- Museum number
A Pictish woman; nude with stained and painted body, curved sword and spears
Pen and brown ink and watercolour over graphite, touched with white (oxidised)
- Production date
Height: 230 millimetres
Width: 179 millimetres
- Curator's comments
- For an introduction to this group of drawings by John White and a list of abbreviations used in the Literature at the end, see curatorial comment for 1906,0509.1.1, the title page inscription to the album.
The following text is taken from K. Sloan, 'A New World: England's First View of America' (London, BM Publications, 2006), no. 33, pp. 160-61:
[NB. If you use any of the text or information below, please acknowledge the source]
There is an element of theatre and particularly of Elizabethan masques in John White’s images of the Picts. It is doubtful that any performer in a masque would be as completely naked as the figures here, but diaphanous materials and the types of short and revealing costumes shown in drawings that do survive indicate that they were more daring than we might imagine. The paint or tattoos cover their bodies completely, creating a kind of second skin that is also reminiscent of armour such as that worn by the Earl of Cumberland for a tournament (see a miniature by Hilliard in the National Maritime Museum). Men showed off their shapely legs to their upper thighs in silk hose until near the end of the century.
In John Speed’s 1611 'Theatre of the Empire of Great Britain', the image of this Pictish woman was incorporated with the image of a woman neighbour of the Picts (no. 25) into an ‘Ancient British Woman’ with long flowing skirts and hair over a body completely tattooed with small birds and animals. The type of tattoos shown in this later image and those found on the ‘Daughter of the Picts’ (see no. 26) are also reminiscent of the elaborate and exquisitely fine embroidery found in Elizabethan dress. The ‘Rainbow portrait’ of Queen Elizabeth at Hatfield House, the home of the Cecils, Lord Burghley’s family, depicted her dress covered with spring flowers and her cloak strangely embroidered with eyes, ears and mouths to symbolize ‘those who watched and listened to purvey their intelligence to her’ while a serpent on her sleeve, similar to the strapwork pattern on the previous Pict’s legs, indicated her wisdom. The Elizabethan court and its portraits were full of symbolism, and stars and crescents as seen here were often used to refer to Diana or Cynthia, goddess of the moon or to Astraea, the just virgin of Virgil’s Fourth Eclogue who inaugurates a golden age bringing peace and eternal springtime. It is entirely possible that there is a further layer of meaning in White’s image of the Picts alluding to the Queen and ‘Virginia’ that has yet to be unravelled.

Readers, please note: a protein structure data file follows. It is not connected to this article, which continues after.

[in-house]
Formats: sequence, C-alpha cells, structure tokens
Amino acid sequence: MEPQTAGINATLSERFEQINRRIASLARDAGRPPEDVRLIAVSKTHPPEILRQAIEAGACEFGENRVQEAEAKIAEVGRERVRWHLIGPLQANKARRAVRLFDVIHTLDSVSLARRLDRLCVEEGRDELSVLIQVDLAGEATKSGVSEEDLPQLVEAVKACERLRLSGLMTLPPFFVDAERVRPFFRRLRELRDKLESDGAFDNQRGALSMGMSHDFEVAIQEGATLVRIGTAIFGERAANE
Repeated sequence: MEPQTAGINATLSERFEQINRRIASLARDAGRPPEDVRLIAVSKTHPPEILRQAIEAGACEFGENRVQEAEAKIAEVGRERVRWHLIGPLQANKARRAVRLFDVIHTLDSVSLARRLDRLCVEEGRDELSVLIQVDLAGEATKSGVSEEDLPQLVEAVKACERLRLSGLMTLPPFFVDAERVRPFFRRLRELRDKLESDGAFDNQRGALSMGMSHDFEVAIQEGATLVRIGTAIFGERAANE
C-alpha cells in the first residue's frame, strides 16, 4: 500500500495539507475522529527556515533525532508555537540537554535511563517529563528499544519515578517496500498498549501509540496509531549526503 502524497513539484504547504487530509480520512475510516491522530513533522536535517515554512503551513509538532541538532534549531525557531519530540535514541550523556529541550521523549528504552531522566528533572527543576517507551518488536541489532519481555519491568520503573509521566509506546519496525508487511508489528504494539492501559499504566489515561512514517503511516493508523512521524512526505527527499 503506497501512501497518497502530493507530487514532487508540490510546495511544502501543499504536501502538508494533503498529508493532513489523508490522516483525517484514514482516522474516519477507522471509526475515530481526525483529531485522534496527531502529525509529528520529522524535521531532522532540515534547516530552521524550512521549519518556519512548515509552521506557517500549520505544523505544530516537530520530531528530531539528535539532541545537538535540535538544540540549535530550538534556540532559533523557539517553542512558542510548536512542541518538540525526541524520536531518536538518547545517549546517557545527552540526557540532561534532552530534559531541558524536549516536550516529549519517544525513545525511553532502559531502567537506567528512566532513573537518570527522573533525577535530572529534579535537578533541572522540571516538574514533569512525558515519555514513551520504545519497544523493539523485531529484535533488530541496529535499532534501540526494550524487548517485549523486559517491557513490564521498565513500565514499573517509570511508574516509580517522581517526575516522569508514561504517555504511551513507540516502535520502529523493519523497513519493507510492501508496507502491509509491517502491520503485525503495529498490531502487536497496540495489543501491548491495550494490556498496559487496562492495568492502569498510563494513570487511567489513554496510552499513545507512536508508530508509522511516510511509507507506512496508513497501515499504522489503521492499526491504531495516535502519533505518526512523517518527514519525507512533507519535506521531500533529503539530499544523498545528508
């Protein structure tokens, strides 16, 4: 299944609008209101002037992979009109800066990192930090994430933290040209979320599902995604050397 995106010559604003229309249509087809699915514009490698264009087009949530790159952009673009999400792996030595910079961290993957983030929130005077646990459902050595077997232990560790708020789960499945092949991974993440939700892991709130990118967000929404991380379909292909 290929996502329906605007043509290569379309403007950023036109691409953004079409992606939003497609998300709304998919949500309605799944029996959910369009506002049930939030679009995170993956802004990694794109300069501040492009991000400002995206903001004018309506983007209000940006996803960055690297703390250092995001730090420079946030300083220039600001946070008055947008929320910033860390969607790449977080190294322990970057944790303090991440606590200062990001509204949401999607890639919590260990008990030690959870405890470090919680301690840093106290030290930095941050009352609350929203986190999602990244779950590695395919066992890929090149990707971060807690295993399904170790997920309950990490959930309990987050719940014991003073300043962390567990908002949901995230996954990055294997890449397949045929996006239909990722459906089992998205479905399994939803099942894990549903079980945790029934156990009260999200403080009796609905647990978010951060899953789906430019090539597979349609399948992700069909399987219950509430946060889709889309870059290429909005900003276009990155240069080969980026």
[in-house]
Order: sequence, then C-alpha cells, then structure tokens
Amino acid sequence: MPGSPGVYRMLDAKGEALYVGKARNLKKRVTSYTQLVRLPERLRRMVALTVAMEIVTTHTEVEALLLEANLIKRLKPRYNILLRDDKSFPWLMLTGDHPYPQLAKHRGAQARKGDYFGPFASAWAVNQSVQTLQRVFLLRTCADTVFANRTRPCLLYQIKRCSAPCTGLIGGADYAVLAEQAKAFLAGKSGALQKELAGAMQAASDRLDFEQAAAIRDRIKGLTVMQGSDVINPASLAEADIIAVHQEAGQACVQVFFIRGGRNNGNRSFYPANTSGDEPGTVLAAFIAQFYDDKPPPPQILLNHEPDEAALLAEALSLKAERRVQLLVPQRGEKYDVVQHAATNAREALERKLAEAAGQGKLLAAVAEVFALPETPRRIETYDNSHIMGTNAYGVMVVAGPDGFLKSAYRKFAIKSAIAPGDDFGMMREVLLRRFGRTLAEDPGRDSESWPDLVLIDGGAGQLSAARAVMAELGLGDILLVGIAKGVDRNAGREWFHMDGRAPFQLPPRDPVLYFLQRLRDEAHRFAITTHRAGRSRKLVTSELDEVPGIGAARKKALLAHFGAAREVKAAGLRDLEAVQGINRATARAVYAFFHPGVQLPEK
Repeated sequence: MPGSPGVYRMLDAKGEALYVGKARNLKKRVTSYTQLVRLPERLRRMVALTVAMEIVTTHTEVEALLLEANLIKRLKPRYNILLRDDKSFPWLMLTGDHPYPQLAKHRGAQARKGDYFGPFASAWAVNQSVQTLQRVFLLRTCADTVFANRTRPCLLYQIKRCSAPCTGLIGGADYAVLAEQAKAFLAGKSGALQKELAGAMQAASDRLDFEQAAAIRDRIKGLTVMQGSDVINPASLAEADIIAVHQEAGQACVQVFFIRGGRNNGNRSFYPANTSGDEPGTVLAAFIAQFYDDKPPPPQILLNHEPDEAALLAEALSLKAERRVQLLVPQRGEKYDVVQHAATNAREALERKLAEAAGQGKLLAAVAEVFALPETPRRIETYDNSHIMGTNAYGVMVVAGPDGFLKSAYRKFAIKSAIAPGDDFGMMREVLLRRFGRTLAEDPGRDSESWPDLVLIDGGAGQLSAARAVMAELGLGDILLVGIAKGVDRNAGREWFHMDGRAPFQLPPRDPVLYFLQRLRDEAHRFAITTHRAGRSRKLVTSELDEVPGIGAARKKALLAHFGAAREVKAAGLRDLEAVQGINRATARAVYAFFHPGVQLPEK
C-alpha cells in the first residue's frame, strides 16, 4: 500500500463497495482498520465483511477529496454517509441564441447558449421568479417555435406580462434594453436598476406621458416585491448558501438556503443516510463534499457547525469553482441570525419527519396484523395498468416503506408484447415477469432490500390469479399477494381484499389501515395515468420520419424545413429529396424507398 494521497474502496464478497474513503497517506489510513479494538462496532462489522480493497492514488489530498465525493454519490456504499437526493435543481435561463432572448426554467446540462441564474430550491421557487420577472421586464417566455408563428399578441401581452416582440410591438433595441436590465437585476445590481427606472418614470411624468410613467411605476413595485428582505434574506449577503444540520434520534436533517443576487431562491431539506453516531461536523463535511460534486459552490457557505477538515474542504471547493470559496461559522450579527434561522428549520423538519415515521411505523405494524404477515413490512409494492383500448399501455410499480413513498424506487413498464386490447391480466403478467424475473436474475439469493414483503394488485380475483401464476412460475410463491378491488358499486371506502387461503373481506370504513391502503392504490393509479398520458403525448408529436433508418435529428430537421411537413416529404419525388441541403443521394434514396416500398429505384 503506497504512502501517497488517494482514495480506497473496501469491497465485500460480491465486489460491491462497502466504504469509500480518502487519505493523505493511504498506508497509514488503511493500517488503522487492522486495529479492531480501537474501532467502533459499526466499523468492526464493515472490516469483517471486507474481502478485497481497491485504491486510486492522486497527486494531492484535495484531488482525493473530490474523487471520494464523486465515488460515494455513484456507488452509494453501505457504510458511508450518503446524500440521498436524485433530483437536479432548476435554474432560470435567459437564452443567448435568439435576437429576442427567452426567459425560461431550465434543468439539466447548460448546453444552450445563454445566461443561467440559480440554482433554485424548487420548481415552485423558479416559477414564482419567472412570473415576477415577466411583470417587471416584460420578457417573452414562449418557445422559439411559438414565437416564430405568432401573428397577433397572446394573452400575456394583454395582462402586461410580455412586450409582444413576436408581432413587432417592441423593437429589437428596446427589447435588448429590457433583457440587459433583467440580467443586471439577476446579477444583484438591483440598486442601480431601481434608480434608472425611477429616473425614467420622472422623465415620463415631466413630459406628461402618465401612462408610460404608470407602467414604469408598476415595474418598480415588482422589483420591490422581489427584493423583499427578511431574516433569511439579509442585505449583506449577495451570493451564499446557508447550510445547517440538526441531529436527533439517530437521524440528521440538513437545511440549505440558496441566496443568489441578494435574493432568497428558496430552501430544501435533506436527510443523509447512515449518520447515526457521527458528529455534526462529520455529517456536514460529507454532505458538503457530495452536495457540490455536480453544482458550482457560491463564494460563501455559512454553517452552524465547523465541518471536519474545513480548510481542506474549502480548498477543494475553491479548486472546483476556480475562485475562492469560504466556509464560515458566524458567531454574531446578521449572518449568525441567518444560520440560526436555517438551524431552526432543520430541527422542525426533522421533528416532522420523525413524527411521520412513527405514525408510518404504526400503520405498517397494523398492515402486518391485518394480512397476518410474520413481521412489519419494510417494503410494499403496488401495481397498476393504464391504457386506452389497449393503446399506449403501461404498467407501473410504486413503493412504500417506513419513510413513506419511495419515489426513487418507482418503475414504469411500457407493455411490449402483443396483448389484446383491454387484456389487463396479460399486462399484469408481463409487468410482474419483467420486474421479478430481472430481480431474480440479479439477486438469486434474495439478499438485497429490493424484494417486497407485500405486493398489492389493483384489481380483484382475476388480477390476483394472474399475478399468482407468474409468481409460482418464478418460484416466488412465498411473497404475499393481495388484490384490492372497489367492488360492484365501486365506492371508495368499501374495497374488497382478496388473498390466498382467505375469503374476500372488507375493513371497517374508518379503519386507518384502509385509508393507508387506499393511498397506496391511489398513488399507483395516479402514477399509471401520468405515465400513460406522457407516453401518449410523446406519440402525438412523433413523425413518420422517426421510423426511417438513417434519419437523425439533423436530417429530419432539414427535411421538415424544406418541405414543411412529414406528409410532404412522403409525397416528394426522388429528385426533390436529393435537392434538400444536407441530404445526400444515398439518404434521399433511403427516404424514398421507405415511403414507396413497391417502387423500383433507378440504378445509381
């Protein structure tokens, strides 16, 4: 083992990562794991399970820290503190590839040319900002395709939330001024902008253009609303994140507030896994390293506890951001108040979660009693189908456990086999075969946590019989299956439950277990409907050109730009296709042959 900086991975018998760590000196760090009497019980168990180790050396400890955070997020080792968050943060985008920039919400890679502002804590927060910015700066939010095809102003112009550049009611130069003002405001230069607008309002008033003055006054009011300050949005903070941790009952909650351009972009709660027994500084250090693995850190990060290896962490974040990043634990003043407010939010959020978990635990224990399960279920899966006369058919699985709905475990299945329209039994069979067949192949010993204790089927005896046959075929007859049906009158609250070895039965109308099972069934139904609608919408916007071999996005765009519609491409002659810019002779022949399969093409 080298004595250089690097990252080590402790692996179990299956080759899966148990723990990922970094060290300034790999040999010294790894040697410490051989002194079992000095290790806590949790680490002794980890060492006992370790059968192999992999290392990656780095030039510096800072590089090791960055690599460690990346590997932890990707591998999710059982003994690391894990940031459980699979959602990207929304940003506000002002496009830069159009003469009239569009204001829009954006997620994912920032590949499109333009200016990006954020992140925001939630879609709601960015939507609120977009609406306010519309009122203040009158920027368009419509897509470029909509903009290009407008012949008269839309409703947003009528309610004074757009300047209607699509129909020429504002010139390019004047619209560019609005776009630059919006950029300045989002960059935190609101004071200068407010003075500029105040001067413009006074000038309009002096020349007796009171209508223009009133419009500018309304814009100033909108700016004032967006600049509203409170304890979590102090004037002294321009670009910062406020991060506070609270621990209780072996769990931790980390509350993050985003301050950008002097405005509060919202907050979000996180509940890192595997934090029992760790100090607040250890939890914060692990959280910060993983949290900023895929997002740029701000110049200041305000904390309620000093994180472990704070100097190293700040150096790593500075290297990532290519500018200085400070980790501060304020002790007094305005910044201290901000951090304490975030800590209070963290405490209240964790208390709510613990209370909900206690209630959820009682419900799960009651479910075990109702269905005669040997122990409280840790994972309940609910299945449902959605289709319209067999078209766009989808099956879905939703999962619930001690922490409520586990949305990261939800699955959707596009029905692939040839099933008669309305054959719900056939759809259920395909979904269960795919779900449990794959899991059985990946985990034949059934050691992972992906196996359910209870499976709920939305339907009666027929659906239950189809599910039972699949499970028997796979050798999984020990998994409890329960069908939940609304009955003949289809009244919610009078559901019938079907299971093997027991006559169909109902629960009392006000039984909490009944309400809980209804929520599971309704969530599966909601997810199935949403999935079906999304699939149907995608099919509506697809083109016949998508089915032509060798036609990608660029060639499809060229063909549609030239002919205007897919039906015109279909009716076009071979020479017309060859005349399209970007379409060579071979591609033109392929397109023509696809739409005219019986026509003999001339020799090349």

Engraved by de Bry, in 'America', I, Pictes, pl. II: ‘The truue picture of a women Picte’
Lit.: LB 1(28); ECM 70; PH&DBQ 00; PH 67; for symbolism in the Queen’s portraits see Strong 1999, pp. 47–50, Frances Yates, 'Astraea: The Imperial Theme in the Sixteenth Century', London, 1975, 1993, and an extensive literature by Karen Hearn, Tarnya Cooper, Susan Doran and others
- Not on display
- Exhibition history
1954, BM, Anglo-Flemish Art Under The Tudors, no.59
1965 Jan 30-Feb 22, NGC, Washington, John White, no.98
1965 26 Feb-14 Mar, NC Mus of Art, Raleigh, John White, no. 98
1965 17 Mar-5 Apr, NY, Pierpont Morgan Libr, John White, no. 98
1980 BM, 'British Figure Drawings' (no.cat)
1987 Feb 5-May 25, BM, 'An A-Z of P&D'
2007 Mar-Jun, BM, 'A New World:...', no.33
2007/8 Oct-Jan, Raleigh, North Carolina Mus of History, 'A New World:...'
2008 Mar-Jun, New Haven, Yale Center for British Art, 'A New World:...'
2008 Jul-Oct, Williamsburg, Jamestown Settlement, 'A New World:...'
2012 London, BM, Shakespeare
- Associated titles
Associated Title: America
- Acquisition date
- Acquisition notes
- The provenance given above refers to the moment when the album of drawings connected with John White was purchased by the Department of Manuscripts in what is now the British Library. The album was transferred to the Department of Prints and Drawings in 1906, where it was assigned new register numbers.
- Prints and Drawings
- Registration number